The counselors decided that on the night we should camp out of doors, in the woods by the lake, that would be an excellent time to continue the story of Mad Mary.
They explained that she had long, needle-like fingernails and would rip open the stomachs of cows, gorging on the innards. They even added flourishes about missing cattle from nearby farms.
I don’t know why they chose to torment us poor kids. I guess they thought we would sleep better?
Not me. I lay awake all night, startled by even the slightest rustle in the woods.
Thus Mad Mary became a permanent part of my psyche.
When I was 12 or 13, my parents shipped me off to summer camp up in the San Diego mountains. I think they just wanted to get me out of their hair for a little while.
The whole experience. Dusty cabins with a trek through the dark just to go to the bathroom. Me not knowing a single person. Me, the quiet artistic type trapped in a situation designed to bring out the social.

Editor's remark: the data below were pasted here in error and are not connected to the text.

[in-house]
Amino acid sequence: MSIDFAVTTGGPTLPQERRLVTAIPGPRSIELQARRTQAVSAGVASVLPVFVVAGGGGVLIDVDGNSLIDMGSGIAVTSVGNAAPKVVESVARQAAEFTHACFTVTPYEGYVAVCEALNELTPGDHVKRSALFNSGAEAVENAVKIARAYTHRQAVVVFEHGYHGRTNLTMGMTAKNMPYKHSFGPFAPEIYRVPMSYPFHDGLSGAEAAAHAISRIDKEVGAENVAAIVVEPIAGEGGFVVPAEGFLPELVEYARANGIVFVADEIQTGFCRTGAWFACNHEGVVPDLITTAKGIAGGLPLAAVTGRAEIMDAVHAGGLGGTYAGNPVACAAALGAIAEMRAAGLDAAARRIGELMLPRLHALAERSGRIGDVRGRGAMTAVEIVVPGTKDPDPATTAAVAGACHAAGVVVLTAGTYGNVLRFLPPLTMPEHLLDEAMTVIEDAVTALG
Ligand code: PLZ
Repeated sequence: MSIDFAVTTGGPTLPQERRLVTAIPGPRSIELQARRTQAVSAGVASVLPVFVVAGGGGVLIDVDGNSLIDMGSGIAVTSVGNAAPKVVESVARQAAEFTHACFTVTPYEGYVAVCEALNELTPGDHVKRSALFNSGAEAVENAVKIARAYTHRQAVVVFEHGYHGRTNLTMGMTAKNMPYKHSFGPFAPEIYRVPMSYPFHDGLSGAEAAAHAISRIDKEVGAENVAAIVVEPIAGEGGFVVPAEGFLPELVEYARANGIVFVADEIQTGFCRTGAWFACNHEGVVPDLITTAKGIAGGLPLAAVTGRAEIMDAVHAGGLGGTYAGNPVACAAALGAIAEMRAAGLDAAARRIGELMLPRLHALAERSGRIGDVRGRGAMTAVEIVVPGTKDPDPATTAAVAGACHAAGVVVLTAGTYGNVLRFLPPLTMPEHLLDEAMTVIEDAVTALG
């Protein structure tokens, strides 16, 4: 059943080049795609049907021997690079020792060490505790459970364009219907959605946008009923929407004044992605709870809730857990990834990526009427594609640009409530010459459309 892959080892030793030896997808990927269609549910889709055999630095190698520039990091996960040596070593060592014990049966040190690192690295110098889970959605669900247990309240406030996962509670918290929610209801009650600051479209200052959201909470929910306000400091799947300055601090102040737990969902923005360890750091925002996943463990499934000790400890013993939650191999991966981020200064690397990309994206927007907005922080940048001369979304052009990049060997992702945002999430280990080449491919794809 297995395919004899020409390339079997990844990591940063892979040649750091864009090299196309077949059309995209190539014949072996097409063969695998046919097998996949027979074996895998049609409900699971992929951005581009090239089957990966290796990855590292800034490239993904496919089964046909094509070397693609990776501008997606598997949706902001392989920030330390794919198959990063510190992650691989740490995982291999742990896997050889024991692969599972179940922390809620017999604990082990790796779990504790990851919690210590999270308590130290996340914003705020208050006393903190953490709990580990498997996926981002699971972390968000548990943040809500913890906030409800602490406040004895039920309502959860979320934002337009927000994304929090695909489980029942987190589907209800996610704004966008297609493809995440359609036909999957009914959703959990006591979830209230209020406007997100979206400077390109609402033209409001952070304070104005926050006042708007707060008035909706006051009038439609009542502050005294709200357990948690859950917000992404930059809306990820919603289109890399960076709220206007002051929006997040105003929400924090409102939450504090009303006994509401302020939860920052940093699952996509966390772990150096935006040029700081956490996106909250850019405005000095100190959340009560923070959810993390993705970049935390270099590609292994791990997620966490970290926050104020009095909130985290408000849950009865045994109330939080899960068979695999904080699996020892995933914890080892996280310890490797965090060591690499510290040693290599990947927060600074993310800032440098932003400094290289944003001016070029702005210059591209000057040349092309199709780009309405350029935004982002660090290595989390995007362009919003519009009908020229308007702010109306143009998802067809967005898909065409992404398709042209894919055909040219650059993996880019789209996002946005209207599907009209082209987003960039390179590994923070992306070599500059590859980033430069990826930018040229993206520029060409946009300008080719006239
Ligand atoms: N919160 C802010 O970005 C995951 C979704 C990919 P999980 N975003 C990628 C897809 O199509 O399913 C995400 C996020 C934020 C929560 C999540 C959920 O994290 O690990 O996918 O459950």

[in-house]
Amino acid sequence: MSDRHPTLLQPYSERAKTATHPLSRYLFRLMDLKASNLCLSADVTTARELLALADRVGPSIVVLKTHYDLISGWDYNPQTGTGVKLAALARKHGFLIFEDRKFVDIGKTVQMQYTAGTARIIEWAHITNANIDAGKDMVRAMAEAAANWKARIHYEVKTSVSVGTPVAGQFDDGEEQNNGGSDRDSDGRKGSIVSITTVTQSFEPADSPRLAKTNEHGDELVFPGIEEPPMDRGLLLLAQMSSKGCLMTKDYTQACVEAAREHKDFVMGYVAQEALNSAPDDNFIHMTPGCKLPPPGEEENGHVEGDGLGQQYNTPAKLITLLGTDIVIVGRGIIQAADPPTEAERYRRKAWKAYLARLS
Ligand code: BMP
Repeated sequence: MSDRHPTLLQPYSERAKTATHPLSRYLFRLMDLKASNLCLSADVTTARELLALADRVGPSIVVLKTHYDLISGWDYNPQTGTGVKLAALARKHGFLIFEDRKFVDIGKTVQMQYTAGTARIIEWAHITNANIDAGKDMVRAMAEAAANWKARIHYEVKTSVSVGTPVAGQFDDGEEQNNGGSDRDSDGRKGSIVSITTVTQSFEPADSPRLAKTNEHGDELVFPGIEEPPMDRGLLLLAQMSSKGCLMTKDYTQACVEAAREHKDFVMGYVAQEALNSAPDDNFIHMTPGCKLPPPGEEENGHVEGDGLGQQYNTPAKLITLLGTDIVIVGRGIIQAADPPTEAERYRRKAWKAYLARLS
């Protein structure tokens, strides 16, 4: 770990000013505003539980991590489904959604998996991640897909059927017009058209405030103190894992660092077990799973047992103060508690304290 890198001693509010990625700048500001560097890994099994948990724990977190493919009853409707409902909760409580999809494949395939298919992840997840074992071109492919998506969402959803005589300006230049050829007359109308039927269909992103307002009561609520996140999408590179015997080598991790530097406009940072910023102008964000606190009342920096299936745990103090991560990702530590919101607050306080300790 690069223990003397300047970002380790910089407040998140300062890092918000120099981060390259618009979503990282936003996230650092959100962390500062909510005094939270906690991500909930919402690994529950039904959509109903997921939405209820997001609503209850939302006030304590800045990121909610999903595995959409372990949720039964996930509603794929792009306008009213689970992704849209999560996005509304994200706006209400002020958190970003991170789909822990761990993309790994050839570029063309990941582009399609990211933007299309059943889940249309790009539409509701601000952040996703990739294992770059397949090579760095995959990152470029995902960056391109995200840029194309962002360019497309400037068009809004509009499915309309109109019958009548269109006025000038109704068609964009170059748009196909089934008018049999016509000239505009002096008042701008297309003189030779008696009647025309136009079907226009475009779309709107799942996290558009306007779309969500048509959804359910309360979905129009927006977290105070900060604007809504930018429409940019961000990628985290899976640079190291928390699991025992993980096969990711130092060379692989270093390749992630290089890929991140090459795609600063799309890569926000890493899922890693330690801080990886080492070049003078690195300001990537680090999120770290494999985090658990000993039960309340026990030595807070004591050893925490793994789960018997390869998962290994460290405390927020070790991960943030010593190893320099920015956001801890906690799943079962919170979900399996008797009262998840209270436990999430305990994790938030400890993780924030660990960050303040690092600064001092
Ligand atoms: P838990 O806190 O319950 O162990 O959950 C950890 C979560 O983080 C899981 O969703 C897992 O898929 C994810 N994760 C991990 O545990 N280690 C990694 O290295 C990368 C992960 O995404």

I hated it.
Well, not all of it. You see the counselors (I assume it was them) had nailed up a pair of rusty manacles to a tree by the lake. And they told me the tale of how Mad Mary used to be chained up. Her hair and fingernails grew long. She munched on squirrels or birds. Anything that came too close. Until one day she got free.
I’ve been to this camp again. It’s run by the YMCA and is right outside of Julian. You see, as a sixth grade teacher, I busses whole groups of impressionable kids up into the mountains.
Yet the tree with manacles is gone. And not a single person up there recalled the tales of Mad Mary. Had I dreamt it all up. Not likely. The stories provided fertile soil for my budding imagination.
This is how the tale start. Next Teeny Haunts will continue the tale.